Common Blackjack Mistakes

08

Jun 2011

Ken Tucker | POSTED IN Uncategorized | NO COMMENTS

Something about blackjack encourages people to at times play with less then ideal strategy. You hear more nonsense at blackjack tables than at slot machines–maybe it is the simplicity of the game or the appeal of the small casino edge. For whatever reason, there are four mistakes blackjack players make again and again that keep them from playing like the pros. Here they are, in no particular order.

1. Not Doubling Down

The game of blackjack is very formulaic. If you follow the prescribed strategy, and if you happen to get a little lucky, you can usually walk away a winner. While it is true that blackjack tends to reward conservative play, sometimes doubling your bet is the right thing to do. Let’s say you’re holding a soft thirteen (A and 2) against a dealer’s 5. The only card that would keep you from significantly improving your hand is a 9 or a 10. That means statistically speaking you can expect a win, so go ahead and double the bet. The dealer’s bust probability showing a 5 is significantly high. Not doubling your bet is like throwing money away. Memorize double down opportunities before your next blackjack venture.

2. Playing By Feel

If I had a nickel for every time someone said they were taking insurance because it just “felt” like the dealer had a blackjack, I’d never have to gamble again. Playing blackjack (or any casino game) by “feel” is about as smart as driving by smell. Blackjack is a game based in odds and strategy, not feel or emotion.

3. Fear of Surrender

People are as scared of surrendering as they are of doubling down. The fact is, basic blackjack strategy holds that sometimes it is best to surrender and avoid a potentially big loss, saving half your bet in the process. Specifically, if your point total is 15 or 16 and the dealer’s up card is a 9 or higher, you should always surrender to avoid an easy win for the casino.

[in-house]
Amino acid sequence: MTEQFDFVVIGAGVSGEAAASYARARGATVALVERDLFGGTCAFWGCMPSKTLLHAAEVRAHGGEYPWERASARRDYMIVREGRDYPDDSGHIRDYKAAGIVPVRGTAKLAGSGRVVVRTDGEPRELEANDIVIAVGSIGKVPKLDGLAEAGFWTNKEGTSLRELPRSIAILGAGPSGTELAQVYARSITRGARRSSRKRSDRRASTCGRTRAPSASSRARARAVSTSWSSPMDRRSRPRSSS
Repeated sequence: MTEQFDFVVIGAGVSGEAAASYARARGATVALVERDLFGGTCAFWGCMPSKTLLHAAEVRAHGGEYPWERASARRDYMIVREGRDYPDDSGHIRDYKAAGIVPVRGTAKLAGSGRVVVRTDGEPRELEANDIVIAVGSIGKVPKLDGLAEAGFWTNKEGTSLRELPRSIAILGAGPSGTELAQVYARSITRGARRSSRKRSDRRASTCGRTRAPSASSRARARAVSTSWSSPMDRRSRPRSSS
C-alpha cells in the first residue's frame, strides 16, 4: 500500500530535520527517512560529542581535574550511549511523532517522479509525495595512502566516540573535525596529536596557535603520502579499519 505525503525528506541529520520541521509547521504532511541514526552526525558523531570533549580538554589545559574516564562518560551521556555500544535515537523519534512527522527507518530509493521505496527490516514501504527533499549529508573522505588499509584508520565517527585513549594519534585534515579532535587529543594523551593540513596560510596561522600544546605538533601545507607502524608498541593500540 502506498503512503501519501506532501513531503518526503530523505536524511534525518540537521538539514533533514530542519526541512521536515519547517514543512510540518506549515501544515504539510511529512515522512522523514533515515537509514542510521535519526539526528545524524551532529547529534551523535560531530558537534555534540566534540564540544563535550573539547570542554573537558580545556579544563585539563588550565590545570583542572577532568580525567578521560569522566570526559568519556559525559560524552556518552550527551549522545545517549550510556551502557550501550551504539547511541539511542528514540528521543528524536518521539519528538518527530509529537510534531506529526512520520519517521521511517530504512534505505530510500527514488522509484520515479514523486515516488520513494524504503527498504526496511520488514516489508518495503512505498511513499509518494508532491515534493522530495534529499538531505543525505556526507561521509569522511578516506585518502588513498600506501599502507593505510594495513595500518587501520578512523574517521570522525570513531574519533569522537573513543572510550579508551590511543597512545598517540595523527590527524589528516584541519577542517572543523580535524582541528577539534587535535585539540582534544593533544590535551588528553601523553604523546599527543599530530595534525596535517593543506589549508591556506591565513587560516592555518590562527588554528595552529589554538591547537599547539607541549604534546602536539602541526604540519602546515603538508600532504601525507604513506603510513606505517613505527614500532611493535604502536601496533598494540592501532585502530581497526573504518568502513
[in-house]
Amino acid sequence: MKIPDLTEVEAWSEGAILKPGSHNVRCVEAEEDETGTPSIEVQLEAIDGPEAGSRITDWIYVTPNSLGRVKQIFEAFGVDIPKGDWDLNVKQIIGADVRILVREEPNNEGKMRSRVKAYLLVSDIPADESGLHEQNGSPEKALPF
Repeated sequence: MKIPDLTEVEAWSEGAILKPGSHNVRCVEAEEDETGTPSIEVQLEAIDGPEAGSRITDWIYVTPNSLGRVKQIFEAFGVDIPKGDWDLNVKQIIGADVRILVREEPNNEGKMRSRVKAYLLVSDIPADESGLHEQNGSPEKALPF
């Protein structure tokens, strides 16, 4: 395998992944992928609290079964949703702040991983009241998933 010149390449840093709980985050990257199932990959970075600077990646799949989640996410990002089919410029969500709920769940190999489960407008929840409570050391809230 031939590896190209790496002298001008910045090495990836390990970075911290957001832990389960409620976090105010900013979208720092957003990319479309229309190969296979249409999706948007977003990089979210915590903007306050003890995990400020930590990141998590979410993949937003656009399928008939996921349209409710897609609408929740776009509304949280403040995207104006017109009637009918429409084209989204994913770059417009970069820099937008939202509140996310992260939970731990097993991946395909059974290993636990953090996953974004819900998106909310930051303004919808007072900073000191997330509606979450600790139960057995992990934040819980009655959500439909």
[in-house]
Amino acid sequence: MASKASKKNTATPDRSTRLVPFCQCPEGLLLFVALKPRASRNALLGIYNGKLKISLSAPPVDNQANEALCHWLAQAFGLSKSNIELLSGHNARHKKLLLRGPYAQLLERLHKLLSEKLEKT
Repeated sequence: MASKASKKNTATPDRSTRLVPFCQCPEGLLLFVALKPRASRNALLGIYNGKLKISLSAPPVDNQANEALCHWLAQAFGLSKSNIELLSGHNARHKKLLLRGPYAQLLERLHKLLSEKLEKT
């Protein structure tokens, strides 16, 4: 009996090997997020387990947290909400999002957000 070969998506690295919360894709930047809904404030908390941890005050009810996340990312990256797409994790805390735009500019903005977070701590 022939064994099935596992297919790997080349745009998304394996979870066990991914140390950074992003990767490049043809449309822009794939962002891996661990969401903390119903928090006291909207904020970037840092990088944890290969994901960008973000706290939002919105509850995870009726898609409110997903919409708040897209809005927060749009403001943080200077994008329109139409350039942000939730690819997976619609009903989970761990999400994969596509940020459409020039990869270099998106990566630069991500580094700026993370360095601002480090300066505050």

Why does surrendering make sense under these conditions? 15 and 16 are the most dangerous totals in blackjack–not high enough to beat a dealer standing at 17, and not low enough to safely take a hit. You can safely stand at 15 or 16 if the dealer’s up card is on the low side, when his bust probability is over 50%.

Being afraid to surrender will cost you money in the long-run. Play the odds and you’re guaranteed to have a more successful blackjack experience.

4. Ignoring the Table Rules

Unless you’re playing blackjack in Atlantic City, where the state of New Jersey dictates that all blackjack tables offer the same rules, you should make sure you know the specific game rules for the game you’re joining. Small changes in blackjack rules can mean a big difference in your odds–for instance, if the dealer in a particular game is allowed to draw on a soft 17, the casino’s edge increases by a couple of percentage points. Blackjack games where the house pays 6 to 5 on blackjacks alter the odds by a few more percentage points. There’s no reason not to play blackjack at tables that offer the best rules. What are the best blackjack rules? Early surrender, double down on any two cards, 2-1 payout in blackjacks, double down after splits, and draw to split aces.

If you are new to blackjack, avoiding these common mistakes will save you a lot of losses at the blackjack table. If you’re a long-time blackjack player and are still falling into these same old traps, making a few small changes to your game will greatly increase your chances of winning, which just happens to make playing blackjack even more fun.

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